All college grads know the living hell of negotiating college administration, public or private.
They’ve seen it all, they have known it all, they are Prufrock’s grandparents in terms of world-weary existential ennui.
You need them to fit you into a full class you desperately need in order to graduate on time? Maybe the universe has a reason for making you wait another semester to graduate, missing the ceremony with your friends and also mucking up your grad school plans.
Nobody put up a notice on the board about the last date for paying your fee and now you’re on probation? The universe wants you to reflect on the psychic quirks of the accounts office peon, who was supposed to do it but forgot.
The universe also perhaps wants to teach you that college administration exists in a parallel universe with laws unto itself.
But if you’re lucky, yours isn’t telling you not to wear shalwar kameez only on Fridays, with shoes, lest you forget and wear your shalwar kurta with none.
Luckily, I went to a college where one wasn’t allowed to wear shorts inside the main building, but if you were running from your dorm room to an eight a.
m class in your nightsuit nobody minded.
Sometimes I wore a paranda, lots of boys wore shalwar kameez on days that weren’t Friday because they had to do laundry and everything else was dirty.
No college officials wasted their time monitoring the length of anyone’s shirt because they knew that it didn’t matter what you wore or how you wore it as long as you made the grades required for a successful college career.
That is the extent of their job.
But no! Our very own Naval University will make sure you don’t miss your interfering neighbourhood aunty one bit while you’re away at college, because here is your nifty dress code! Parents all over the land, breathe a sigh of relief.
Your precious kiddies will not be wearing sleeveless at all, male or female.
Not even when playing basketball, because armpits are the devil’s own work and must never be seen by anyone.
Not even their owners, if possible.
Men may only wear plain blue jeans, so make sure you don’t pack your black ones or the cool ones with a scorpion spray-painted on the thighs.
Wearing a suit or combination is all right, so you can practice looking like a poncey bureaucratic uncle right from the beginning—you never know when it will be your amazing job to write out a dress code for eighteen year olds!
The girls don’t have it any better.
You have to wear a scarf or dupatta “with all dresses”.
Particularly with your “full-length jeans” because if your ankles show then that is also the devil’s work.
No tights, and all kameezes are to be knee-length.
Also, only “light jewelry and light make up” is allowed, so please remember to leave your wedding sets at home.
You will have to find other ways of working them into your wardrobe, because college is no place to be wearing a teeka and jhoomar.
Maybe if you only wore the earrings from your mother’s walima set it would be all right, but please be mindful.
And also leave your 100-colour eyeshadow palette home too, because nobody wants to see your daily party makeup in calculus class.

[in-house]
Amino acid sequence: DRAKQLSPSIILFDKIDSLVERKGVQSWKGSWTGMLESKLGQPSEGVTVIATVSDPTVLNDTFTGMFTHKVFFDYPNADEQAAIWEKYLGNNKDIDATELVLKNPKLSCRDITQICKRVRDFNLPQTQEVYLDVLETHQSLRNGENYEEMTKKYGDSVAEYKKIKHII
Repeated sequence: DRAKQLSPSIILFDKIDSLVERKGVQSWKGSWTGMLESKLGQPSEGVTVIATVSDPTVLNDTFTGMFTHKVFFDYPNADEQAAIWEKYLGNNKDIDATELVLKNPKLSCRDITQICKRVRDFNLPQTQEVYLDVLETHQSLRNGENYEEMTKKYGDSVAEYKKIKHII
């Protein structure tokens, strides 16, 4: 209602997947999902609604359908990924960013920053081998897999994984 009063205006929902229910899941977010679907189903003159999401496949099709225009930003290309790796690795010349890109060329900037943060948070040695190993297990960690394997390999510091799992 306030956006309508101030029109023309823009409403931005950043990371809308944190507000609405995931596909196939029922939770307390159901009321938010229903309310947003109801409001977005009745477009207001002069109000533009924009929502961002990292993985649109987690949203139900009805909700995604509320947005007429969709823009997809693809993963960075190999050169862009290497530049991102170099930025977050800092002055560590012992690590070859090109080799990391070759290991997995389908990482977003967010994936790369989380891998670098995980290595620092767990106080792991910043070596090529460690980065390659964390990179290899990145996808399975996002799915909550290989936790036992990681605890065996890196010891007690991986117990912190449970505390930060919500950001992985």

We all know that college students are really only there to make unsuitable friendships with the opposite sex and if boys wore sandals and girls wore tights that would only lead to terrible debauchery.
All the college children would stop working on three presentations simultaneously, reading entire novels for class tomorrow and also writing a two-thousand word paper and go completely ballistic.
Maybe they would even smoke a cigarette! Oh, horror.
What on earth would young women and men get up to if it weren’t for college administration walking around campus with a measuring tape to check your shirts, and a ruler to smack you on the knuckles?
Contrary to what some administrative bodies might think, college exists for one reason: to give you the education that will be your springboard into an adult life.
For that, you need to learn about things like presentation skills, how not to plagiarise and how to deal with deadlines and pressures of all kinds.
If you’re living in a dorm, you also learn how to survive without the crutch of your parents and family.
You’re striking out on your own, and learning to decide what values you have as an individual.
You’re learning the ways you will navigate the rest of your life, and that is truly an extremely important turn in any young person’s life.
Now imagine that at this most crucial juncture, you jump out of the frying pan and straight into the fire that is an Overbearing Paternalistic College Administration who is quite literally telling you what you can and cannot wear, as if you were five years old again and wanting to run outside in your underwear.
It’s ridiculous to keep treating young adults either like children or criminals in the making and then wonder why an entire generation is either stupid and timid or escapes to the west at the first chance.
Instead of creating safe spaces for young people to find themselves in, universities are cracking the whip even louder, trying to cow them into an increasingly tighter set of acceptable behaviours.
Since when did higher education become synonymous with a new level of moral policing?
The writer is a feminist based in Lahore.